The IBS system is an environmentally sustainable, economically feasible, simple and pro-poor holistic farming and environmental health improvement system. Its key concept is to recycle as much biomass and energy as possible in ecologically friendly ways and to optimize agricultural outputs while minimizing external inputs such as pesticides and chemical fertilizers. As a manifestation to this principle, the Integrated Biofarm Centre (IBC), a system and sub-system based sustainable agricultural and natural resource management model first emerged in 1995 on the outskirts of Addis Ababa and has since been established in other cities and villages of Ethiopia as well as three other African countries, including the Democratic Republic of Congo, Mozambique and Côte D’Ivoire.
At these IBCs, several appropriate technologies have been tested, validated and demonstrated, including alternative energy such as biogas and solar panels, double-digging, composting, water harvest and utilization techniques such as drip irrigation, hydroponics, modern beehives, botanicals, viticulture, sericulture and integrated pest and vector management. These systems, approaches and technologies used at the IBCs have been proven to restore the environment, improve livelihood and create wealth.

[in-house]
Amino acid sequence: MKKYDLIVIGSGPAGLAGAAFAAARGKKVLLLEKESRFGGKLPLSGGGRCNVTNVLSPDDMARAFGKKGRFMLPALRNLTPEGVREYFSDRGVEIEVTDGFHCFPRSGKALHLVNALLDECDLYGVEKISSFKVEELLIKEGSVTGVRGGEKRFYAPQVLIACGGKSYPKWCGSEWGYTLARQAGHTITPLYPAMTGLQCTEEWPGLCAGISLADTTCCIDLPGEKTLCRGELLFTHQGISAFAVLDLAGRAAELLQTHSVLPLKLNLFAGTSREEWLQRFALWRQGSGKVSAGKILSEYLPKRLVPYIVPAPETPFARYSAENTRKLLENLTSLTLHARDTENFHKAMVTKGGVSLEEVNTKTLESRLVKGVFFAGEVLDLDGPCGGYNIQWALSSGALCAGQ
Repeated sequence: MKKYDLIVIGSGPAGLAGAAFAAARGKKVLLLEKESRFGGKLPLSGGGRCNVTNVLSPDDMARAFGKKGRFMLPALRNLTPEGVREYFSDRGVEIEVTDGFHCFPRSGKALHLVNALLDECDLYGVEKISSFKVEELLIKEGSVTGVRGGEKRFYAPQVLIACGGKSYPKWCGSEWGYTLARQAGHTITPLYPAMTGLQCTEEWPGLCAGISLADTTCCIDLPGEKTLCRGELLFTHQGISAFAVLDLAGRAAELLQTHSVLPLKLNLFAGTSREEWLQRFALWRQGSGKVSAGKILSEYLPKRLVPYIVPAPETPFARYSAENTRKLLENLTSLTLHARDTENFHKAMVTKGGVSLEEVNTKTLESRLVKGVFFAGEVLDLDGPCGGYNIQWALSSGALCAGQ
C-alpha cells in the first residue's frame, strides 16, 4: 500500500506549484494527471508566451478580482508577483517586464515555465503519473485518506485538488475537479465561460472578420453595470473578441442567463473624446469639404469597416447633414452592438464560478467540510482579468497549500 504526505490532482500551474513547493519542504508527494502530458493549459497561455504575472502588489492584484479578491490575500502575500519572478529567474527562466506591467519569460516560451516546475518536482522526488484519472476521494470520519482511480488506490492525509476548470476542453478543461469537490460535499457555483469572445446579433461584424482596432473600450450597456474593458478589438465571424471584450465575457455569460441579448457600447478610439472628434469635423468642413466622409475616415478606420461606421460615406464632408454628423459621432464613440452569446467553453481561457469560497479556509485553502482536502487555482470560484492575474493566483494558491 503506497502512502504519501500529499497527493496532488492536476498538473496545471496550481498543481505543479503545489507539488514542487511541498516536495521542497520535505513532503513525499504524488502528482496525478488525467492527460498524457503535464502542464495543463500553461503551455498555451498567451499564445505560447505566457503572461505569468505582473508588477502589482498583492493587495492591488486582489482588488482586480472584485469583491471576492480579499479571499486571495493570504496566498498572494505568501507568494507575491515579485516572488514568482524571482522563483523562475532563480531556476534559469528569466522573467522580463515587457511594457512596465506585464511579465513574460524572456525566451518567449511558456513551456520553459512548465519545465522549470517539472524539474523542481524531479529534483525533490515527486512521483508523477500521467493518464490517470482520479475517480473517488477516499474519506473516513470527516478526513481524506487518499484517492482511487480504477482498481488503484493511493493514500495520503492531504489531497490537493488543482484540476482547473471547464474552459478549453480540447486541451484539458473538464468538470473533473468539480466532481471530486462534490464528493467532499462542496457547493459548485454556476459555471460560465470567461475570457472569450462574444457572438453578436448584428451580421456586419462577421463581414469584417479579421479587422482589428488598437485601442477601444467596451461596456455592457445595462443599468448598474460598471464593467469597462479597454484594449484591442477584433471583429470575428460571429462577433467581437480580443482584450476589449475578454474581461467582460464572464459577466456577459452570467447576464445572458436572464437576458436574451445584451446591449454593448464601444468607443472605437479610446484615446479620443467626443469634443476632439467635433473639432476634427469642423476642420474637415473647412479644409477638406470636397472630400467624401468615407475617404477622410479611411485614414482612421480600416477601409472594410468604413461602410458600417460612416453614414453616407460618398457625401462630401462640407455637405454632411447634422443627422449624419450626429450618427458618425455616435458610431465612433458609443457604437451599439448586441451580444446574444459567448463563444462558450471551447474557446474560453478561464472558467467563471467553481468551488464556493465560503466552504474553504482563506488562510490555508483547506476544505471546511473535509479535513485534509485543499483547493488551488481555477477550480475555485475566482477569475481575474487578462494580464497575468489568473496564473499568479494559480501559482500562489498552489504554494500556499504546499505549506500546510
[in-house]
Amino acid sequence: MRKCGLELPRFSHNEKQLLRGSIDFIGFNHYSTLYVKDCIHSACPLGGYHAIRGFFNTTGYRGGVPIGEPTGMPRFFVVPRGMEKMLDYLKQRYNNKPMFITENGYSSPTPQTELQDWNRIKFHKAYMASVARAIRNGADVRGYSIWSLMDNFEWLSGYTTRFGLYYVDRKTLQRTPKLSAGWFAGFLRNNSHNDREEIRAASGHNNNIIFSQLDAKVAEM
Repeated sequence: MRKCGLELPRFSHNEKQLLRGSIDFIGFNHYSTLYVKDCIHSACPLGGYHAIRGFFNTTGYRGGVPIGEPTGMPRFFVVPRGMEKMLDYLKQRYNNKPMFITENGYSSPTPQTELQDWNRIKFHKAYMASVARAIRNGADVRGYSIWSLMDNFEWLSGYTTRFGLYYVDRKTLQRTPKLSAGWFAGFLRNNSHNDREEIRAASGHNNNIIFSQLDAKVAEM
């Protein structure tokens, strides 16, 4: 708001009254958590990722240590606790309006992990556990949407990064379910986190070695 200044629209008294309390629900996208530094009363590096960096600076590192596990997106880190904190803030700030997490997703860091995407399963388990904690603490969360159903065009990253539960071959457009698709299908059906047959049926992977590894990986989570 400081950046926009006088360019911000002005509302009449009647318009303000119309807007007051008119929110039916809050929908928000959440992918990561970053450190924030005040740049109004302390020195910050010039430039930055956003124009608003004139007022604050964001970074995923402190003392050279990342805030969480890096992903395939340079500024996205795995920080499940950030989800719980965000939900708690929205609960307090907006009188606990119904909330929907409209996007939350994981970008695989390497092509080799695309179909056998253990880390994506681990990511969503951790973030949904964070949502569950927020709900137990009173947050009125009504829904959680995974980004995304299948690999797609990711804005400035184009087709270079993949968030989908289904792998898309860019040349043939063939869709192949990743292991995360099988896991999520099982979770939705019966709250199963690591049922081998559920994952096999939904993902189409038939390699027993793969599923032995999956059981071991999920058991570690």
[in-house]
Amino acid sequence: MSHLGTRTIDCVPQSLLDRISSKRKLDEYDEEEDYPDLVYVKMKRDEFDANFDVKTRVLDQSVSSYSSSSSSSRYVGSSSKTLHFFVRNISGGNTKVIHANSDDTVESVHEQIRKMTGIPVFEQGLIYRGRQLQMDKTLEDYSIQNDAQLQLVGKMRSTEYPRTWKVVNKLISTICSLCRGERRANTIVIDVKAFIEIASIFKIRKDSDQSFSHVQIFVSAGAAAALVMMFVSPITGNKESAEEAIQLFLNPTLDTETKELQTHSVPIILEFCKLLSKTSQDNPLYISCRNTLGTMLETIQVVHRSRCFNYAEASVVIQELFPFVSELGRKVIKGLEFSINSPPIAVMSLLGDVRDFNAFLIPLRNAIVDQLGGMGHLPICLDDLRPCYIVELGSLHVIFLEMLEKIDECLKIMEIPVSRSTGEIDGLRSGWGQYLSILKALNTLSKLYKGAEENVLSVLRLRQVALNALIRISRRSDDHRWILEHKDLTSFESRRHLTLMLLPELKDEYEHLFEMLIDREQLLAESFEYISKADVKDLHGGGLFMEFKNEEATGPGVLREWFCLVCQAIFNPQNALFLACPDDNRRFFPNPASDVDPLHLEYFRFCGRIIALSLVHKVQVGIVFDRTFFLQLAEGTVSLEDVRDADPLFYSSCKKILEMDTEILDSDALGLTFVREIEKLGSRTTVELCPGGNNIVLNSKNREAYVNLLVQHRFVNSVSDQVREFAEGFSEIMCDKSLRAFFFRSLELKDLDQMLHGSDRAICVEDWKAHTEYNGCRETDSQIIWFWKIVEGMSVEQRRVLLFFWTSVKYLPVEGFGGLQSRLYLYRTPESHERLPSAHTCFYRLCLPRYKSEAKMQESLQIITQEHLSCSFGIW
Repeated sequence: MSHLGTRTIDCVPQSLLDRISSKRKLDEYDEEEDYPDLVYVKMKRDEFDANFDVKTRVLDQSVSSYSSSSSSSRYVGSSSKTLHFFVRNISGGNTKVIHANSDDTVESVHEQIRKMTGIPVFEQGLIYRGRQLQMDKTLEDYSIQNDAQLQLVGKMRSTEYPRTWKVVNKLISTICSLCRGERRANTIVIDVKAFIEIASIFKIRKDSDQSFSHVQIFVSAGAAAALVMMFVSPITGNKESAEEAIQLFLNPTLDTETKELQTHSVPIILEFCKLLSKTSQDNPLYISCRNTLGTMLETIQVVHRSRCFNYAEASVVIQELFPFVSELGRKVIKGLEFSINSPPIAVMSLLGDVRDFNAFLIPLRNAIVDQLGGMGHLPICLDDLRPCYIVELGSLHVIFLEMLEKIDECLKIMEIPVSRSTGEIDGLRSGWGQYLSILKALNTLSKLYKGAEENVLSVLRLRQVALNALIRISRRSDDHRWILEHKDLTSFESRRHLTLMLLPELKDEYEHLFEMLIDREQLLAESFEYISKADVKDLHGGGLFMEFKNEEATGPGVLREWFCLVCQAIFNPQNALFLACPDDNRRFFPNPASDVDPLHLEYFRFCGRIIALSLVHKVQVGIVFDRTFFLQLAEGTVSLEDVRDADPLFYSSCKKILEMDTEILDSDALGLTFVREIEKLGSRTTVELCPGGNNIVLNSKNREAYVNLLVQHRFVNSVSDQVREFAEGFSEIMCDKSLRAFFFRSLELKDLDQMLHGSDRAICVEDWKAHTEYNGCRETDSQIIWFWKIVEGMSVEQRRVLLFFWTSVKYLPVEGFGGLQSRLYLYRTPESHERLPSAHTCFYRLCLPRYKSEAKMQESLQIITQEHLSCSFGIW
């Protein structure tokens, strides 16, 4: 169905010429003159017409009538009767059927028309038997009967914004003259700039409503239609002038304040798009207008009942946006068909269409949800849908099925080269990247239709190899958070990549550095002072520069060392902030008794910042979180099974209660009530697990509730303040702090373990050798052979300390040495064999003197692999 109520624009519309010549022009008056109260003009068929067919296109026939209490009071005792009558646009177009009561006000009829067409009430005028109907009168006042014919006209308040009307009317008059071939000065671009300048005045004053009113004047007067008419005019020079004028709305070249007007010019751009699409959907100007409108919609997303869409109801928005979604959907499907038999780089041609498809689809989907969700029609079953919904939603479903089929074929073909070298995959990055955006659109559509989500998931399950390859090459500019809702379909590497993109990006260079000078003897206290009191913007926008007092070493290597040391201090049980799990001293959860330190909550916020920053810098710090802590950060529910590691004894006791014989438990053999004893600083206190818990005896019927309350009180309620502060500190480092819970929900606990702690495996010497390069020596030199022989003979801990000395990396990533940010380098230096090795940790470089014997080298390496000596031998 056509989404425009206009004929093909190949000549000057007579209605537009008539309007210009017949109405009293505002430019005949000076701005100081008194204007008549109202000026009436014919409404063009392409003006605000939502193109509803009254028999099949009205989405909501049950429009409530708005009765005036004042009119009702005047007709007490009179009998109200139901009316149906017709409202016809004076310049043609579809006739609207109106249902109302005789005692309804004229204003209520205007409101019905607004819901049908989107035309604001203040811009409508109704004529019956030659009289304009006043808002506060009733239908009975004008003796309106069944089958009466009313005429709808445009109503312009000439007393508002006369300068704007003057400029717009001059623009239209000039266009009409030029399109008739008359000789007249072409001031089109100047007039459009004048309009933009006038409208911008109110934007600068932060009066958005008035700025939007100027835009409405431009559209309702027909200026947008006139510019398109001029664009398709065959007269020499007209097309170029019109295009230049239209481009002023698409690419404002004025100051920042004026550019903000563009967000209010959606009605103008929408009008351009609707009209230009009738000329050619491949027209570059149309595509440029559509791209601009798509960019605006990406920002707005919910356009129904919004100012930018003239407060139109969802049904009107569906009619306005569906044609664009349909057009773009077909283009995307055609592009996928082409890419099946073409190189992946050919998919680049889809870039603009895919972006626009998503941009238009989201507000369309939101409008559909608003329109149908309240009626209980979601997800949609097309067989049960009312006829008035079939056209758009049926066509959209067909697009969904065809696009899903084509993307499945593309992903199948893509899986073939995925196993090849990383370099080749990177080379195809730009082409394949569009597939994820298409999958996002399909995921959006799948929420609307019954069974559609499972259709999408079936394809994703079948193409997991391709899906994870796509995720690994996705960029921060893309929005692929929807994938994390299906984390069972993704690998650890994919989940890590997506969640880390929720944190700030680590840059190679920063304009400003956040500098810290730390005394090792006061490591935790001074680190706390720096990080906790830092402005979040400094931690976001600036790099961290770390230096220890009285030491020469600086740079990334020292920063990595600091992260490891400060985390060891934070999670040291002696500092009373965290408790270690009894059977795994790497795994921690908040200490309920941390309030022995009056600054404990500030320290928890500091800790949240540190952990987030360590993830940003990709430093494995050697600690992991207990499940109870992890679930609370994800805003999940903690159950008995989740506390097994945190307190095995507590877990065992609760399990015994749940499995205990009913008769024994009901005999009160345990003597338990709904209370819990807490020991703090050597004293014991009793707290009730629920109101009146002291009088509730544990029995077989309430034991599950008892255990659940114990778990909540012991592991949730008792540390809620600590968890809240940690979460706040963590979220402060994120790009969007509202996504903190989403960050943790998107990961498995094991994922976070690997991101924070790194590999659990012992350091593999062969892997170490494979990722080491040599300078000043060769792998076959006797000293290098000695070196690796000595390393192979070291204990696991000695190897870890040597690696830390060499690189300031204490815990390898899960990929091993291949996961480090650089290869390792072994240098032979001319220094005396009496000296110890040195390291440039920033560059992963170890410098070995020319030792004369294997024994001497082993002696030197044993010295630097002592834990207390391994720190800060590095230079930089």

Collectively, these increase the sustainability of farming activities and increases farm income, thereby improving the resilience of the farmers’ ways of life, something that is essential for food-producers faced with the uncertainty of the impacts of future climate change on natural environments. To this aspect, the IBS program entails training and experience to increase farmers’ resilience and equity to natural climate variability. Furthermore, the integrated method assures less environmental damage and positively seeks to maintain natural environments justifying it to be both holistic and restorative with immense ecosystem and biodiversity benefits.